In summary, in many of conventional Stat3 inhibitors, some of them have shown significant direct effects on mitoStat3. Others have shown evidences suggesting their inhibitory effects on mitochondria. New screening systems have also discovered novel mitoStat3 inhibitors. Although the direct mitoStat3 inhibition effect of many of these inhibitors needs to be validated, further investigations into this topic may shed light into new targets in anti-tumor therapies.

Remarks

In summary, in addition to the well-characterized role of Stat3 as a transcription factor, we have described here the molecular mechanisms and functions of mitochondrial Stat3 as well as promising ways to target mitoStat3 as a strategy to modulate biological functions. Different from several other important review papers [145-148], this review summarizes several recent findings related to mitoStat3, including calcium homeostasis, respiratory supercomplexes, regulation of immune system and the inhibitors that might modulate mitoStat3 activities. The role of mitoStat3 in the regulation of supercomplexes and calcium should be also confirmed in other tissues. As mentioned above, additional studies exploring the mechanisms by which mitoStat3 could regulate supercomplexes formation and mitochondrial calcium homeostasis are urgently needed to understand a broader aspects of mitoStat3. Moreover, testing existing Stat3 inhibitors with their inhibitory effects on mitoStat3, as well as developing novel mitoStat3 specific inhibitors are of great therapeutic and research values.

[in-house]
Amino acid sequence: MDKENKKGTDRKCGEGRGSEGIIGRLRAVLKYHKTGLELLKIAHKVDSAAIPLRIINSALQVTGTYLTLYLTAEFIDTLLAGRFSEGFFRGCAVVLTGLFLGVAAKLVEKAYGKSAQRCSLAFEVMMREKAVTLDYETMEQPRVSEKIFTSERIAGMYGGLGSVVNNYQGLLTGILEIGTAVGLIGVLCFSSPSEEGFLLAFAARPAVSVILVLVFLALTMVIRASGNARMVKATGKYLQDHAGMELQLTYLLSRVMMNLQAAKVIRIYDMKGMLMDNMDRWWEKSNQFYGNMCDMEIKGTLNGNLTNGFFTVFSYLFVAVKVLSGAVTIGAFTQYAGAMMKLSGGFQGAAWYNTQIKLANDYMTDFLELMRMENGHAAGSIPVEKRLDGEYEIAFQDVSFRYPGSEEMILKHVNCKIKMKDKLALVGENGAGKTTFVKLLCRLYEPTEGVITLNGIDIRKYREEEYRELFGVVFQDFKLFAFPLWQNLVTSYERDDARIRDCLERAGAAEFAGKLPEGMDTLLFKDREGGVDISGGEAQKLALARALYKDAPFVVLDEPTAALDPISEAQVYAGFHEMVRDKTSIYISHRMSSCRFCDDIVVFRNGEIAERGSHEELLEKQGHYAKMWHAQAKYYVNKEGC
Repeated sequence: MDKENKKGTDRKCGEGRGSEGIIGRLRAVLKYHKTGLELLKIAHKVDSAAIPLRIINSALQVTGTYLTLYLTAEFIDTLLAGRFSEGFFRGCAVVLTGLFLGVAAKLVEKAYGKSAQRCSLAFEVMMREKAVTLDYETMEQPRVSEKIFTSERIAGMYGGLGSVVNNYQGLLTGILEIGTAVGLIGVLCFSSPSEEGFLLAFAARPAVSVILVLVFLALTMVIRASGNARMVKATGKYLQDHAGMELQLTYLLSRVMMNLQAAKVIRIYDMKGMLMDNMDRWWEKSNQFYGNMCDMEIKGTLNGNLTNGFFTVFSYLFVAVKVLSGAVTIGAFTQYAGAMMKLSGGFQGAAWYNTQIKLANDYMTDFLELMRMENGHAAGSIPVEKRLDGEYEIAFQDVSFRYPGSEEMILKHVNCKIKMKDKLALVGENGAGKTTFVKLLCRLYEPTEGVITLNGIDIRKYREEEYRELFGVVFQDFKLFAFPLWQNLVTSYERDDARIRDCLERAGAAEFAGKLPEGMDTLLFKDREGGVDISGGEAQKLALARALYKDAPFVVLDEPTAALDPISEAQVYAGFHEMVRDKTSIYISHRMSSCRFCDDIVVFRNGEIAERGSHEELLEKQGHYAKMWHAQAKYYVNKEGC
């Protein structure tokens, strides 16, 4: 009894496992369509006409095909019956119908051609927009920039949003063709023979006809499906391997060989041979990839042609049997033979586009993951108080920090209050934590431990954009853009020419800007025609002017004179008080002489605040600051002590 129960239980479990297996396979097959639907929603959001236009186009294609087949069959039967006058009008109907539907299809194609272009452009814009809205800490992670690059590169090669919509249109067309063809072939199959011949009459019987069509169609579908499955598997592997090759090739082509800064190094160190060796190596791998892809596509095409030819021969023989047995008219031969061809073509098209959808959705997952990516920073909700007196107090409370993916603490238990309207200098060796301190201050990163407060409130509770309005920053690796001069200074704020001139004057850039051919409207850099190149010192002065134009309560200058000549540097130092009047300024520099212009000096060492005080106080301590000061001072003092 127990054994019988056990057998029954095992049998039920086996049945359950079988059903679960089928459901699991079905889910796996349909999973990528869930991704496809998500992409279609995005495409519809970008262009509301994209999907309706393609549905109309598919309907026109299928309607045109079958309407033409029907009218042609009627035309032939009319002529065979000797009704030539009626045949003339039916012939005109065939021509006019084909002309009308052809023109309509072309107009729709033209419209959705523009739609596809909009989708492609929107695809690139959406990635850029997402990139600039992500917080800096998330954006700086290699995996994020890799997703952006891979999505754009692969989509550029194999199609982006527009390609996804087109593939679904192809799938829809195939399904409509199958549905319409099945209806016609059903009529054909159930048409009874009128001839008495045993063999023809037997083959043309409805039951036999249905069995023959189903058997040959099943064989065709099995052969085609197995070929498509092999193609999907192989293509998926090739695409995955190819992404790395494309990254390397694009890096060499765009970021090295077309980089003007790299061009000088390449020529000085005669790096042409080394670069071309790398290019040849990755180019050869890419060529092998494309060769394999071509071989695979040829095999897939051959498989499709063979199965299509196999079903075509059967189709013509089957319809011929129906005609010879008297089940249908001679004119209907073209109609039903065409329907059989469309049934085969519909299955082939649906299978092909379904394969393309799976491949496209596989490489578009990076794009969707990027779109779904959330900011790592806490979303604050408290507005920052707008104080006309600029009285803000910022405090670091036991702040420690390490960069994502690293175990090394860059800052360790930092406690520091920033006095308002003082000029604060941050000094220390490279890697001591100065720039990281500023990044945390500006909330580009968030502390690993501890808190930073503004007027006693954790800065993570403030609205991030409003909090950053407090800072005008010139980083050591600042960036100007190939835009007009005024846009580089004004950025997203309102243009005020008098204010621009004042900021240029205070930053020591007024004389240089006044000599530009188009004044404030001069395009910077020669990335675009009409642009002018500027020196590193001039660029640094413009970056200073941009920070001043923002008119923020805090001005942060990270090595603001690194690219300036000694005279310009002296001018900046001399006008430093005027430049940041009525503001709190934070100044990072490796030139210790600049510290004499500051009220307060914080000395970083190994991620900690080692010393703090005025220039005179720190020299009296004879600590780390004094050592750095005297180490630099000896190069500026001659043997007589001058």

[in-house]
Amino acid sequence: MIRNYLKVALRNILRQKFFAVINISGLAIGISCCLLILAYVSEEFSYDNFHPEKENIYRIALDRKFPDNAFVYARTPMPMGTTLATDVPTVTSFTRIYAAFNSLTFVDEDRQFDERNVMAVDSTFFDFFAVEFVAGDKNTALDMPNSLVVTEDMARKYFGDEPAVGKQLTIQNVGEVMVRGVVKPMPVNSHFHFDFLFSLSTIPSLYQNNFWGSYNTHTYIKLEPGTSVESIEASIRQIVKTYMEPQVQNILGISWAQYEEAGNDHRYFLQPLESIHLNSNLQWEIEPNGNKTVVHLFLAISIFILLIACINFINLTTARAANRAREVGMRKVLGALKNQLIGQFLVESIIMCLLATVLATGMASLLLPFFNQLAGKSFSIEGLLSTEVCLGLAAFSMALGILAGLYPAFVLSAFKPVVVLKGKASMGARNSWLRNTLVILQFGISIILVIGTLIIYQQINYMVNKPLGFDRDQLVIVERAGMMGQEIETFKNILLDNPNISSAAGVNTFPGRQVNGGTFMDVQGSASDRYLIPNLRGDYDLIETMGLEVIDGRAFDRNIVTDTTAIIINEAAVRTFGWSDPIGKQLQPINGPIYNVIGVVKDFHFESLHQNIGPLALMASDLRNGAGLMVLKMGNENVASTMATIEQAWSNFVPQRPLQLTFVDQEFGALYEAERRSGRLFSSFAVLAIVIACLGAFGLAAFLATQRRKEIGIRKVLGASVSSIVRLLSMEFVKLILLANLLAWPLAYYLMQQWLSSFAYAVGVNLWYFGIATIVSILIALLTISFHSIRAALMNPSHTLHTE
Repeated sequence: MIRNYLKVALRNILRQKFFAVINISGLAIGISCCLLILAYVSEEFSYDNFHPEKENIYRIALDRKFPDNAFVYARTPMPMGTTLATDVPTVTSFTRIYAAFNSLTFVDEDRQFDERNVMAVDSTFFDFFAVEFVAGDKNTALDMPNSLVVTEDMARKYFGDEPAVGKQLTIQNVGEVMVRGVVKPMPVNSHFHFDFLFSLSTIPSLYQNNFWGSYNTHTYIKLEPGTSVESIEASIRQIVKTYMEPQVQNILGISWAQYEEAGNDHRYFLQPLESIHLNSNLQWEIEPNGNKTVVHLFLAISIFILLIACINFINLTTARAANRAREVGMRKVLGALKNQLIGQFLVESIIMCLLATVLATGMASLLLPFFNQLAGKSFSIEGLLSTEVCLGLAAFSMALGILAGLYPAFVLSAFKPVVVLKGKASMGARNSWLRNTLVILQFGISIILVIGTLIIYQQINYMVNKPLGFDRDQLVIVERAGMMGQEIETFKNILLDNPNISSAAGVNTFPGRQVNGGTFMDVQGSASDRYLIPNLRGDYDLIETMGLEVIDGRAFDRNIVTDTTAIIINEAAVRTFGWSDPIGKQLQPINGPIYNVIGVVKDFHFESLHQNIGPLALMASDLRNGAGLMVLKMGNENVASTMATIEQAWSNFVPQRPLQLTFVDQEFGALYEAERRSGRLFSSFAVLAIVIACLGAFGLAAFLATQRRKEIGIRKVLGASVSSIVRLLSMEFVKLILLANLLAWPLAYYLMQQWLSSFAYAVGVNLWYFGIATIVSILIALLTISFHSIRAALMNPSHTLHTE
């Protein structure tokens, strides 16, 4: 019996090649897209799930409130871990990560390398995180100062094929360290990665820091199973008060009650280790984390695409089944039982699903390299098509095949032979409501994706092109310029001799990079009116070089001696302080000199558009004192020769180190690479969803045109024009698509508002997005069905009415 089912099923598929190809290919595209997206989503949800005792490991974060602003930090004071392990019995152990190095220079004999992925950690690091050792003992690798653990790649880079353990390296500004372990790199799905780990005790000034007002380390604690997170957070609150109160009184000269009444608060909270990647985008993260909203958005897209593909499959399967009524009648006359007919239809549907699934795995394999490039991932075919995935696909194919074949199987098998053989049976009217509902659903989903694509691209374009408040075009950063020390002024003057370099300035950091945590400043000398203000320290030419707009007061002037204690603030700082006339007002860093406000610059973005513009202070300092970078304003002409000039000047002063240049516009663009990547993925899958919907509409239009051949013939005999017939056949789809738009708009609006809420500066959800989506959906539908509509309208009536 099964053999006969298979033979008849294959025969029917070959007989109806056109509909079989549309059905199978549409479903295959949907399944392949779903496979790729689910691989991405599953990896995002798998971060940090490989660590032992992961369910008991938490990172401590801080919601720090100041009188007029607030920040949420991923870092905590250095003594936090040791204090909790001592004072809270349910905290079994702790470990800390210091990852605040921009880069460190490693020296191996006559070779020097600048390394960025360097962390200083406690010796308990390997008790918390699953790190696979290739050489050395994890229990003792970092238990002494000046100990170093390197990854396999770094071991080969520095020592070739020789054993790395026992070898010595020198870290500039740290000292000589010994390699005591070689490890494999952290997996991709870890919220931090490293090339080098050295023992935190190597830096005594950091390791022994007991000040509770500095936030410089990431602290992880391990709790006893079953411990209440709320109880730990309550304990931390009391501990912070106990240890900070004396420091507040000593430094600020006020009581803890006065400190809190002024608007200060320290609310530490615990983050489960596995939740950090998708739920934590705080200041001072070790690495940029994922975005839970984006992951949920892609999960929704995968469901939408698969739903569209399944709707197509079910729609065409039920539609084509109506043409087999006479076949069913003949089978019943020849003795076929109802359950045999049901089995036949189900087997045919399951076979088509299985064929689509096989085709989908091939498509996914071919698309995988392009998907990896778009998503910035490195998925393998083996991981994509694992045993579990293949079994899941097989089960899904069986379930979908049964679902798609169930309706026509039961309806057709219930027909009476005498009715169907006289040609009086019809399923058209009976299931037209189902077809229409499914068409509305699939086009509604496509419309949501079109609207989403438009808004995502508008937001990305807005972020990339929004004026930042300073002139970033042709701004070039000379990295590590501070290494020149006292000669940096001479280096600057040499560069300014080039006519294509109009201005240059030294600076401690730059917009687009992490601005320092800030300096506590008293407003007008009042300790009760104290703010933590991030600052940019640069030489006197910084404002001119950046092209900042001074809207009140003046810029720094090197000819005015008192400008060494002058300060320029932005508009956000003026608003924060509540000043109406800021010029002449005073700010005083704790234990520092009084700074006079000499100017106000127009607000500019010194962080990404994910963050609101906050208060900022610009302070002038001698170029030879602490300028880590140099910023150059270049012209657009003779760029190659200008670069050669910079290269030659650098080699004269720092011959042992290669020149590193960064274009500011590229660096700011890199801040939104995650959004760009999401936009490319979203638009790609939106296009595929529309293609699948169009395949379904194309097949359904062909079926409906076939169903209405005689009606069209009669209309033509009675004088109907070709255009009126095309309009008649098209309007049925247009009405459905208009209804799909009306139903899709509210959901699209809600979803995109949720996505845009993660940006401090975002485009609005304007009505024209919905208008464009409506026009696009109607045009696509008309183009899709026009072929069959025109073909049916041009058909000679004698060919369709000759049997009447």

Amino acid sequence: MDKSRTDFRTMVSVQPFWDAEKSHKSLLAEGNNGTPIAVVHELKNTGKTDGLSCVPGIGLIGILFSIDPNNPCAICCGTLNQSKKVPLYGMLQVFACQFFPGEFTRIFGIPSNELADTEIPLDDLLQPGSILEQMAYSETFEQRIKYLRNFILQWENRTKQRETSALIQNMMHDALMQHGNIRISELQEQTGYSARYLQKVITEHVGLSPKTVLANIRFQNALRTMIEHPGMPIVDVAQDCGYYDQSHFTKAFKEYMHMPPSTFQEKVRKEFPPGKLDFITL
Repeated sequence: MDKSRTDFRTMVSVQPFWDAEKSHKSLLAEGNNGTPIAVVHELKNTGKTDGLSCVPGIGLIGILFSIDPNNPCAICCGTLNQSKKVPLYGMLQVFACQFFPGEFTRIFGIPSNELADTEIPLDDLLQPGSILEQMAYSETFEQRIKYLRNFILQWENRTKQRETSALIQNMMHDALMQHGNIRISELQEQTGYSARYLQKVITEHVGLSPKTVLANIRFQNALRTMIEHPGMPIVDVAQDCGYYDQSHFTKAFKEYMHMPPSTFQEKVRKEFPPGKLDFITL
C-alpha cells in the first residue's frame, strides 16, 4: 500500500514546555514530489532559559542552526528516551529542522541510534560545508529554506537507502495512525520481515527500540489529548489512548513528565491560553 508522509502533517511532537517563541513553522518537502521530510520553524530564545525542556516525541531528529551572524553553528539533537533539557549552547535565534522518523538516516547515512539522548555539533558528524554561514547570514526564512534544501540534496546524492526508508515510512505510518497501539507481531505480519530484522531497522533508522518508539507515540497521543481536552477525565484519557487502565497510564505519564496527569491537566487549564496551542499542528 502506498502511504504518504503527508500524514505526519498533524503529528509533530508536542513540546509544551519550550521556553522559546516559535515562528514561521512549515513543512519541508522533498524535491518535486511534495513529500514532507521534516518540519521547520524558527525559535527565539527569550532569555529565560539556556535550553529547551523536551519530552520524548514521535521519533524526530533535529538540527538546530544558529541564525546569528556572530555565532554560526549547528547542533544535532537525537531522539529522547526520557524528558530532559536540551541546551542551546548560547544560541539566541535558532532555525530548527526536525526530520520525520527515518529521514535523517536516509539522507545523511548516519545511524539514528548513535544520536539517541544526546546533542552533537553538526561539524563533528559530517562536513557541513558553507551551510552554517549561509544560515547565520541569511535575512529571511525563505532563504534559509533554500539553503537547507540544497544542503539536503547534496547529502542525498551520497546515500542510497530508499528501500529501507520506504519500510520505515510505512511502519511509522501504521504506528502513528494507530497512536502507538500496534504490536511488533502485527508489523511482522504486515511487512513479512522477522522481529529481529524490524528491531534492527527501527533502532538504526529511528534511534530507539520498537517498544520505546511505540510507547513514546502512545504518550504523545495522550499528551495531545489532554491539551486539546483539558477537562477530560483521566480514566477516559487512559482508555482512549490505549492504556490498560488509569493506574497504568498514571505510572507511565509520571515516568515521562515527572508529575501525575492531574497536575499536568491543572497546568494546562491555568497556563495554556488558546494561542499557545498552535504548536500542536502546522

Acknowledgements

Some image components were obtained from http://www.somersault1824.com image library. We thank Dr. Edward Lesnefsky (Medical College of Virginia School of Medicine, Virginia Commonwealth University) for his insightful reading of the review and his feedback. We also thank Devin P. Champagne and Tina M. Thornton for carefully proof-reading the manuscript. This work was supported by National Institutes of Health Grant R56AI094027 (to M.R.) and P20GM103496 (to R.Y. and M.R.). R.Y. was supported through the American Association of Immunologists Careers in Immunology Fellowship Program.

Competing Interests

The authors have declared that no competing interest exists.

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Author contact

Corresponding address Corresponding author: University of Vermont College of Medicine, Given Medical Building Room C331, 89 Beaumont Ave., Burlington, VT 05405-0068, USA. Phone: 802-656-0937; email: mrinconedu


Received 2016-1-31
Accepted 2016-2-12
Published 2016-2-29